The most commonly broken bone in motocross is the collarbone. Medical sources claim that it only takes 7 pounds of pressure to break it. Collarbones are usually broken by falling on the point of the shoulder, impacting the ground with your upper torso or hitting the ground hard with one arm above your head.
THE SYMPTOMS OF A BROKEN COLLARBONE
The most obvious symptom is a broken bone, but that is not readily discernible without an X-ray. Here is a list of symptoms that should lead you to suspect a broken collarbone.
A broken collarbone most often causes immediate pain in the area of the break.
Some people report hearing a snapping sound.
Most people tend to hold their arm close to their body and support it with their other hand. Despite the pain, some people, particularly younger athletes, can have a surprising range of arm motion following a break.
The shoulder of the affected side is usually slumped down and forward due to gravity.
If the clavicle is gently touched along its length, pain is usually greatest at one point, locating the break. Often a crunching feeling is noted over the break, known as “crepitus.”
The skin over the break often bulges outward and can be a reddish-purple discoloration, indicating early bruising.
ONCE IT’S BROKEN, WHAT IS THE NEXT STEP?
Most broken collarbones heal well without surgery. A simple arm sling can usually be used to immobilize the arm. A child may have to wear the sling for three to four weeks; an adult may have to wear it for six to eight weeks. Depending on the location of the break, your physician may apply a figure-eight strap to help maintain shoulder position. This sometimes entails him putting his knee in your back and tugging. If that fails, he might suggest surgery to pin the bones.
You may fear surgery, but overlapping collarbones can cause serious biomechanical maladjustments, which could affect your strength and range of motion. The surgery consists of using screws and a metal plate to reattach the bones. It leaves a scar and a lump—not attractive, but fully functional in time. Given our druthers, we’d prefer to have the bones heal sans nuts and bolts. Listen to your doctor; get a second opinion if you have doubts, but do everything in your power to get the bones to line up properly.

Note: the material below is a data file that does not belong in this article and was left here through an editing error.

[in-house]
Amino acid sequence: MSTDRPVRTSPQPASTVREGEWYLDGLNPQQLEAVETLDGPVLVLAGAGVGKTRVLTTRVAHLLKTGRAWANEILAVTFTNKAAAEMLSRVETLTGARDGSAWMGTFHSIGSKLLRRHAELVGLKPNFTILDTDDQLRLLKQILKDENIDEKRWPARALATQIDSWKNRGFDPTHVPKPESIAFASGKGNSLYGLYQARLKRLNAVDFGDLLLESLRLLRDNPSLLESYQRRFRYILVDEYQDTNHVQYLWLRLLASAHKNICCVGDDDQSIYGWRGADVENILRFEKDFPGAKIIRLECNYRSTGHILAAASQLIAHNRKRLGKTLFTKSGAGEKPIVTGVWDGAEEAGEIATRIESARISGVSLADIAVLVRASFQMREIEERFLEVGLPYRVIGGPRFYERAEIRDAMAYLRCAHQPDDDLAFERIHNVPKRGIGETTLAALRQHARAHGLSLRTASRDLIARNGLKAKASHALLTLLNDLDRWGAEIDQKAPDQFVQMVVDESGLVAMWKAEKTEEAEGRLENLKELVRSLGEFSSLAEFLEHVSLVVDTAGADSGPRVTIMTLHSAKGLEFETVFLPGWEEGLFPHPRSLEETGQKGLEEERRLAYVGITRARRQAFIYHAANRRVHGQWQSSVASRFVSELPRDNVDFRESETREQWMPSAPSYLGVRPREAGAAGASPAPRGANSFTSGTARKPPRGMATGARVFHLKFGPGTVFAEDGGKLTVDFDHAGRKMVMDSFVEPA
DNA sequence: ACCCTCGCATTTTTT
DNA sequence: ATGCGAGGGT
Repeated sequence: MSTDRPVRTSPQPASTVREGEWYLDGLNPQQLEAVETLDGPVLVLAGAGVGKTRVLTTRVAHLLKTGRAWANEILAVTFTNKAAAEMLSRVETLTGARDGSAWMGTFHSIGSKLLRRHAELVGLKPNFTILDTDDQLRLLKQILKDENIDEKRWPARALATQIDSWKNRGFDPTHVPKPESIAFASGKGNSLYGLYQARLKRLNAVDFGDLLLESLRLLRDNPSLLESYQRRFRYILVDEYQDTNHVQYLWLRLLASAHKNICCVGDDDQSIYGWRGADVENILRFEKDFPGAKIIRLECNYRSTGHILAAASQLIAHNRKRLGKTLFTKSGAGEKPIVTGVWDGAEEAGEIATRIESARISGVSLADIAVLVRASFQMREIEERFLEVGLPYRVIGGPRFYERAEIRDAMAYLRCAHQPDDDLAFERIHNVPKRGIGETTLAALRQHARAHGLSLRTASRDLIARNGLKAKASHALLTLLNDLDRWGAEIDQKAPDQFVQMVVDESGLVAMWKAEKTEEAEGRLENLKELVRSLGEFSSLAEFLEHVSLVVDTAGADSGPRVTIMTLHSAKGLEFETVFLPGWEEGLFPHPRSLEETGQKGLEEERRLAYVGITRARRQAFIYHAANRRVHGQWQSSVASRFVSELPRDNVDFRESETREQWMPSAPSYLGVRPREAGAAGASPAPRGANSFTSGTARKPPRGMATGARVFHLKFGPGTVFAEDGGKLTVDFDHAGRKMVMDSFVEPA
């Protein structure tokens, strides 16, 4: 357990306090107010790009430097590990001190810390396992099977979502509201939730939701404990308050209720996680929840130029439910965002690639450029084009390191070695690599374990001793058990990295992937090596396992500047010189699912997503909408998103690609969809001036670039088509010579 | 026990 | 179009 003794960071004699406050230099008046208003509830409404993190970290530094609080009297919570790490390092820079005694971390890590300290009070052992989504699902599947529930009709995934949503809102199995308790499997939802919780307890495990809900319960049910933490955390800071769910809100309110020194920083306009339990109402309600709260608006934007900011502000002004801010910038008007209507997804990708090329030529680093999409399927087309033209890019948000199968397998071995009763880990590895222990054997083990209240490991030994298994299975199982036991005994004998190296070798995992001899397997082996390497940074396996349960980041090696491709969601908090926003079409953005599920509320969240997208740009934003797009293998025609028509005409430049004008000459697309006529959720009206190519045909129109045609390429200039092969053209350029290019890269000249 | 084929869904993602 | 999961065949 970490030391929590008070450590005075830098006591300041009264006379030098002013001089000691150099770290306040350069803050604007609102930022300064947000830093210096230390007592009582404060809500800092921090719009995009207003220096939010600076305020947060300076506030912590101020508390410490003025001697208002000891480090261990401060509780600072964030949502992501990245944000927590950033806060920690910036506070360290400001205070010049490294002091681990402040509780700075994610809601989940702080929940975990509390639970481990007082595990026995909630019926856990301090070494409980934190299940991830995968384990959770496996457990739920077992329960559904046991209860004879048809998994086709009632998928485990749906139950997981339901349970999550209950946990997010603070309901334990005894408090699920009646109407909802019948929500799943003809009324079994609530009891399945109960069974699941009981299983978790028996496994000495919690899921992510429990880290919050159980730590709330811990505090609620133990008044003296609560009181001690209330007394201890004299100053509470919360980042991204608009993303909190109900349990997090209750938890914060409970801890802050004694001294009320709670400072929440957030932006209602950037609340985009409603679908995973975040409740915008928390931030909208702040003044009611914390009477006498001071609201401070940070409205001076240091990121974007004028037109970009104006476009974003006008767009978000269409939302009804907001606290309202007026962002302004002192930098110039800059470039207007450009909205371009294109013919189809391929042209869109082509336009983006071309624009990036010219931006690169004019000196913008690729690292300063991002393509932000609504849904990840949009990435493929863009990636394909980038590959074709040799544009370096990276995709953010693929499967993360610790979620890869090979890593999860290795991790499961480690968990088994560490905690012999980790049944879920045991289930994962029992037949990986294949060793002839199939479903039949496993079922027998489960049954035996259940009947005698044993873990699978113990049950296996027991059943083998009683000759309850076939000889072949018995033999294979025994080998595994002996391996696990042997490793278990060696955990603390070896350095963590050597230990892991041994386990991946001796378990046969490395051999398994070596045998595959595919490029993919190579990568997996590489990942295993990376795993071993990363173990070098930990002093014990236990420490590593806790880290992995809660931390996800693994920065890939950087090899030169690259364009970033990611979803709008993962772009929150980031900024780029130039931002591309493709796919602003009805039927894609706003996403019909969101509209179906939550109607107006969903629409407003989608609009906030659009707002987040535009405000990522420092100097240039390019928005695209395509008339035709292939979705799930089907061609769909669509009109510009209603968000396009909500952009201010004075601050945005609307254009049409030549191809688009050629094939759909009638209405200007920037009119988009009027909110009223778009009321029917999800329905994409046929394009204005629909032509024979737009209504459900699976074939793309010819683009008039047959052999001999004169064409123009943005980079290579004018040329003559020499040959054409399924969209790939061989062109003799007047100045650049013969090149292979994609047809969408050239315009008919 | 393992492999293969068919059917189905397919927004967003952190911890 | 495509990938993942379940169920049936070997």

HOW LONG DOES A COLLARBONE TAKE TO HEAL?
That depends. A crack will heal faster than a break. A young rider will heal faster than an older one. Perfectly aligned ends heal faster than misaligned ones. So, how long will it take to heal? Six weeks is the standard answer, but the calcium bridge is the real answer.
What is the calcium bridge? During the healing process, typically from three to five weeks, the body produces calcium. It is what glues the broken pieces back together. The calcium bridge can be seen on the X-ray, and the doctor can tell from the density of the film the progress of the healing.
BROKEN COLLARBONE TIPS AND TRICKS
The MXA wrecking crew can’t fix your collarbone for you, but here are some tips we’ve learned through experience.
Collarbone bra: We suggest that you wear the shoulder brace. The brace is meant to hold the bones in the best position to heal—not just heal properly, but heal faster (by narrowing the gap the calcium bridge has to span).
Rush to weakness:
Don’t rush back into action. Let it heal! If you continue to move the mushy calcium around before it has had time to calcify, it will never truly heal.
Take the radiation:
Always insist that the doctor take an X-ray before releasing you to race again. It is possible to feel strong, have excellent mobility and believe that you are healed when you are not.
Go to the gym: Ever heard of the dumbbell shrug? Once your doctor clears you, get to the gym and start working out. Start with no weight (just the bar) and do dumbbell shrugs—upright rows and behind-the-neck presses. Start slowly and work your way from light weights to heavier weights.